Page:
It is in this part that we also see Buffett make one of his biggest missteps, a stumble which almost turns into a fall and which either way appears to shock and humble the maturing Buffett. It is in this era of his investing life that we see Buffett make some of his biggest rationalizations, become entangled in numerous scandals he never would’ve tolerated in his past and dive ever deeper into the world of “elephant bumping” and gross philanthropy, partly under the tutelage of his new best friend and Microsoft-founder, Bill Gates.

The lesson

Buffett made a series of poor investments but ultimately survived them all because of MoS. There will be challenges, struggles, and stress. But after the storm, comes the calm.

The keys to the fortress

From the late seventies until the late nineties, despite numerous economic and financial cycles Buffett’s fortune grew relentlessly under a seemingly unstoppable torrent of new capital:

Much of the money used for Buffett’s late seventies spending spree came from a bonanza of float from insurance and trading stamps

This “float” (negative working capital which was paid to Buffett’s companies in advance of services rendered, which he was able to invest at a profit in the meantime) was market agnostic, meaning that its volume was not much affected by the financial market booming or crashing. For example, if you owe premiums on your homeowner’s insurance, you don’t get to suspend payment on your coverage just because the Dow Jones has sold off or the economy is officially in a recession.

The growth in Buffett’s fortune, the wilting of his family

Between 1978 and the end of 1983, the Buffetts’ net worth had increased by a stunning amount, from $89 million to $680 million

Meanwhile Buffett proves he’s ever the worthless parent:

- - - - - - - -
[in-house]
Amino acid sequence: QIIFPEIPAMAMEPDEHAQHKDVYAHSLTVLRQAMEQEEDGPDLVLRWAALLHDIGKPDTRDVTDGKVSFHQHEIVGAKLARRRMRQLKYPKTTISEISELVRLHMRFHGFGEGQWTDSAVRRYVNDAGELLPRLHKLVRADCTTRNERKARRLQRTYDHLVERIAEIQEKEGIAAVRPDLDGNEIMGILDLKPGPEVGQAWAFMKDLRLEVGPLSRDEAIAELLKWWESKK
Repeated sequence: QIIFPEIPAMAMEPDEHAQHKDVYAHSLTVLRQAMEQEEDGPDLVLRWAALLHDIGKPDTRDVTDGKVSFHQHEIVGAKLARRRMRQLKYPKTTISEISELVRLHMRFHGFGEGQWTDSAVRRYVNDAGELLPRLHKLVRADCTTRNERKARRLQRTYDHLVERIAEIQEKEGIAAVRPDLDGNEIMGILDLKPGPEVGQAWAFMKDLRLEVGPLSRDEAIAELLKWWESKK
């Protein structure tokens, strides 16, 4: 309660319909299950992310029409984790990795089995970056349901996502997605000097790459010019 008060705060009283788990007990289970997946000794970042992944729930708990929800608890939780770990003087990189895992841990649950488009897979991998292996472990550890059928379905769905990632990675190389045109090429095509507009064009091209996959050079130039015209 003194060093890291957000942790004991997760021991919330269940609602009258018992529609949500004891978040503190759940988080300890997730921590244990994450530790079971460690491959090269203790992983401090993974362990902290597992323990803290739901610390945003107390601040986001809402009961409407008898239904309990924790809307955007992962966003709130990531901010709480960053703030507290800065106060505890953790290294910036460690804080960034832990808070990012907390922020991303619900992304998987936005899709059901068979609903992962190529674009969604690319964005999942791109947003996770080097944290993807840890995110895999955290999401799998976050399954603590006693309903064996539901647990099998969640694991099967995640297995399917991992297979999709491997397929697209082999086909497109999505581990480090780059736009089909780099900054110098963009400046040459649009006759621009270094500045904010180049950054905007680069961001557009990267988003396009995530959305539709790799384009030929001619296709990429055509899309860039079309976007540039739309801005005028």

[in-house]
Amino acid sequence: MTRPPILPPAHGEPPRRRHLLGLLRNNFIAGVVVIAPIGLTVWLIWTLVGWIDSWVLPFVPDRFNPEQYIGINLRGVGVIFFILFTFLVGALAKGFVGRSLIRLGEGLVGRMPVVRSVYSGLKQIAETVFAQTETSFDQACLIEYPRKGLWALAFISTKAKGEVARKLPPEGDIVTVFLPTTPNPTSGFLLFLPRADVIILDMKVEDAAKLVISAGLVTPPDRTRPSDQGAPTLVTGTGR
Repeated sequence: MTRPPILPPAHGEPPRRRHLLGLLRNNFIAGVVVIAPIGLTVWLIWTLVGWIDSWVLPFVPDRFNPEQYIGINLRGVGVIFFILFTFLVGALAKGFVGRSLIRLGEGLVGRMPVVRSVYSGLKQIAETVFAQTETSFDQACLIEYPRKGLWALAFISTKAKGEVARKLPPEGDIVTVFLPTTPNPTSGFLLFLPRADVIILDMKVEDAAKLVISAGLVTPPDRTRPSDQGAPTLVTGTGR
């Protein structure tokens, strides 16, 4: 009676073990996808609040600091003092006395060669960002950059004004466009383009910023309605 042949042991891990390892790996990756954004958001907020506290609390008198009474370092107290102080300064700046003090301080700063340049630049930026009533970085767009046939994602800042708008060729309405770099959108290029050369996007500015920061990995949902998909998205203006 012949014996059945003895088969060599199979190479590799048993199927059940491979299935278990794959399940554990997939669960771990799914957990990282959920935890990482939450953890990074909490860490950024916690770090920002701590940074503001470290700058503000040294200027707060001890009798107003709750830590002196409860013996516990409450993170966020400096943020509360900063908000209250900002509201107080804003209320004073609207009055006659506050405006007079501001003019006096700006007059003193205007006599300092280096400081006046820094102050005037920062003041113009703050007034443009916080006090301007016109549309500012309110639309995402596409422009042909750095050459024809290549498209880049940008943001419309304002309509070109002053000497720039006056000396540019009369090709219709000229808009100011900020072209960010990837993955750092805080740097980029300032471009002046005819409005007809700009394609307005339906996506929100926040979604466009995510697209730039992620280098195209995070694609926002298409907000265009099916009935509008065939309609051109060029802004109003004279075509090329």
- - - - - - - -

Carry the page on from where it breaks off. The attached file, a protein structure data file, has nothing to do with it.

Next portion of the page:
he handed the kids their Berkshire stock without stressing how important it might be to them someday, explaining compounding, or mentioning that they could borrow against the stock without selling it

Buffett had once written to a friend when his children were toddlers that he wanted to see “what the tree has produced” before deciding what to do about giving them money

(he didn’t actively parent though)

Buffett’s private equity shop

Another tool in Buffett’s investment arsenal was to purchase small private companies with dominant franchises and little need for capital reinvestment whose excess earnings could be siphoned off and used to make other investments in the public financial markets.

Continuing on with his success in acquiring the See’s Candy company, Buffett’s next private equity-style buyout involved the Nebraska Furniture Mart, run by a devoted Russian immigrant named Rose Blumkin and her family. And, much like the department store chain he once bought for a song from an emotionally-motivated seller, Buffett beat out a German group offering Rose Blumkin over $90M for her company, instead settling with Buffett on $55M for 90% of the company, quite a discount for a “fair valuation” of practically an entire business in the private market, especially considering the competing bid.

An audit of the company after purchase showed that the store was worth $85M. According to Rose Blumkin, the store earned $15M a year, meaning Buffett got it for 4x earnings. But Rose had buyers remorse and she eventually opened up a competing shop across the street from the one she had sold, waging war on the NFM until Buffett offered to buy her out for $5M, including the use of her name and her lease.